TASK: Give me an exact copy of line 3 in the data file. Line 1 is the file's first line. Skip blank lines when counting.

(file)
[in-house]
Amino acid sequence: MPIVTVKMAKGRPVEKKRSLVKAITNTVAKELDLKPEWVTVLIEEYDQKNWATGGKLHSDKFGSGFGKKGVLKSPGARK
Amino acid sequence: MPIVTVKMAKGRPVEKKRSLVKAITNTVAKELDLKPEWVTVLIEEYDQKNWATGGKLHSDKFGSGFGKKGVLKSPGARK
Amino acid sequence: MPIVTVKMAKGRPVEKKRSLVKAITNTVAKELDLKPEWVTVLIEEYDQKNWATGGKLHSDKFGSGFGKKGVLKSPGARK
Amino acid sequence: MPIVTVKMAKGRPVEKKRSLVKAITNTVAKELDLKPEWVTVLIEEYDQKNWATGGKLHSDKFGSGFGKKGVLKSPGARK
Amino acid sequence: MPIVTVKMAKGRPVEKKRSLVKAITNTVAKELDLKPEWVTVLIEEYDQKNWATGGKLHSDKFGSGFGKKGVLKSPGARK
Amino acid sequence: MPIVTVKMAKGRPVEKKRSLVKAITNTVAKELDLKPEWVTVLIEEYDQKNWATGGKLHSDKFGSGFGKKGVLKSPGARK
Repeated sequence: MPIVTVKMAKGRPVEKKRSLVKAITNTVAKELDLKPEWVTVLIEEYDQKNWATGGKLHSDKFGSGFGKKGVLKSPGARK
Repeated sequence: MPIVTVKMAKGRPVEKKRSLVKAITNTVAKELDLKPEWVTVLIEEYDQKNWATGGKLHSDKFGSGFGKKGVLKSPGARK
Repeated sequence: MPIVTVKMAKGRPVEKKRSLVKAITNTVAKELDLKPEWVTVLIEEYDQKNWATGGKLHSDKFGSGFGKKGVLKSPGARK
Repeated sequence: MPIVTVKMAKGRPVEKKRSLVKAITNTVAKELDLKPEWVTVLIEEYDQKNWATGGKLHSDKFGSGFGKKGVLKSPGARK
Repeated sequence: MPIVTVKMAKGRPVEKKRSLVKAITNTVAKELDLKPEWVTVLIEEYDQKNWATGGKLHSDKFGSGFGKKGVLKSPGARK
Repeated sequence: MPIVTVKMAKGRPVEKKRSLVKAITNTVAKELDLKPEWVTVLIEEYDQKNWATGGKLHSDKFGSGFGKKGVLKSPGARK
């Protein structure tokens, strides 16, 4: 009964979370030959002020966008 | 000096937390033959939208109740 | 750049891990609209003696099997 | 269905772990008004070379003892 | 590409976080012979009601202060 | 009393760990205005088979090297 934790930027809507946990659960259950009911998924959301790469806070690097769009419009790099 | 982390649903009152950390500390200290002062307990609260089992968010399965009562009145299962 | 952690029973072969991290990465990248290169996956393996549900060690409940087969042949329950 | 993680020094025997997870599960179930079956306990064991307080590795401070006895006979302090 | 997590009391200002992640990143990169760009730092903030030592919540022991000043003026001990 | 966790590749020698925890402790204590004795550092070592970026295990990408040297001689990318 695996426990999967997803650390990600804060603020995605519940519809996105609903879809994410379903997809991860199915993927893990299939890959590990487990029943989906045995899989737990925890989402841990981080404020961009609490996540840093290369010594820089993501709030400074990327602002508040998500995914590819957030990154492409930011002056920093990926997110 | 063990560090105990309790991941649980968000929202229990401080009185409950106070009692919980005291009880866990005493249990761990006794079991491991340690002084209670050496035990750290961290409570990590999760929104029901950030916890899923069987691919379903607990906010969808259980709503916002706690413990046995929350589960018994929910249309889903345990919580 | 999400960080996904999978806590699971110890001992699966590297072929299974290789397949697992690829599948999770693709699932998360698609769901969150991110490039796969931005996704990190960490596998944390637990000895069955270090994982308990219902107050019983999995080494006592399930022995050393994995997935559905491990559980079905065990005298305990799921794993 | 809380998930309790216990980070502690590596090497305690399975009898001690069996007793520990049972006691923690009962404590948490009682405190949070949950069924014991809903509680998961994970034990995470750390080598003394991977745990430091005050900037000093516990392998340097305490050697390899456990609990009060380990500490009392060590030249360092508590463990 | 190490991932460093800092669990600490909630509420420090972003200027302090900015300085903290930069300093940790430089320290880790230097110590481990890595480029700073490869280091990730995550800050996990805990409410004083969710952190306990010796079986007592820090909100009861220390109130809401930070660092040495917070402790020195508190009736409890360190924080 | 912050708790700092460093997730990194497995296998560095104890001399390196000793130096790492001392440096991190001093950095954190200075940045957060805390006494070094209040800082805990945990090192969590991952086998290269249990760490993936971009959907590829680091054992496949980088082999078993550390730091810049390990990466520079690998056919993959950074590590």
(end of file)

Amino acid sequence: MPIVTVKMAKGRPVEKKRSLVKAITNTVAKELDLKPEWVTVLIEEYDQKNWATGGKLHSDKFGSGFGKKGVLKSPGARK